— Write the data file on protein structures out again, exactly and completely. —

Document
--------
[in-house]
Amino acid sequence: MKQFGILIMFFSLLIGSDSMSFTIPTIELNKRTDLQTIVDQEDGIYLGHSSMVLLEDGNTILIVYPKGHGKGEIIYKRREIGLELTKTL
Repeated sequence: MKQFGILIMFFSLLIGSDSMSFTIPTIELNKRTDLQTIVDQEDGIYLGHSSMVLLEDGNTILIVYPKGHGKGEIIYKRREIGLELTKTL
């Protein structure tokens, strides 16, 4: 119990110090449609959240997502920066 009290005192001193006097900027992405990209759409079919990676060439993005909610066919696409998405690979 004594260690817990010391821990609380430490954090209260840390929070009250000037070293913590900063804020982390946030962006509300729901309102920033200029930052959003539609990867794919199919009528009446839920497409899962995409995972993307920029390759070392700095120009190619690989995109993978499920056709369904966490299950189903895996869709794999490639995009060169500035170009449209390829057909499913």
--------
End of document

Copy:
[in-house]
Amino acid sequence: MKQFGILIMFFSLLIGSDSMSFTIPTIELNKRTDLQTIVDQEDGIYLGHSSMVLLEDGNTILIVYPKGHGKGEIIYKRREIGLELTKTL
Repeated sequence: MKQFGILIMFFSLLIGSDSMSFTIPTIELNKRTDLQTIVDQEDGIYLGHSSMVLLEDGNTILIVYPKGHGKGEIIYKRREIGLELTKTL
């Protein structure tokens, strides 16, 4: 119990110090449609959240997502920066 009290005192001193006097900027992405990209759409079919990676060439993005909610066919696409998405690979 004594260690817990010391821990609380430490954090209260840390929070009250000037070293913590900063804020982390946030962006509300729901309102920033200029930052959003539609990867794919199919009528009446839920497409899962995409995972993307920029390759070392700095120009190619690989995109993978499920056709369904966490299950189903895996869709794999490639995009060169500035170009449209390829057909499913």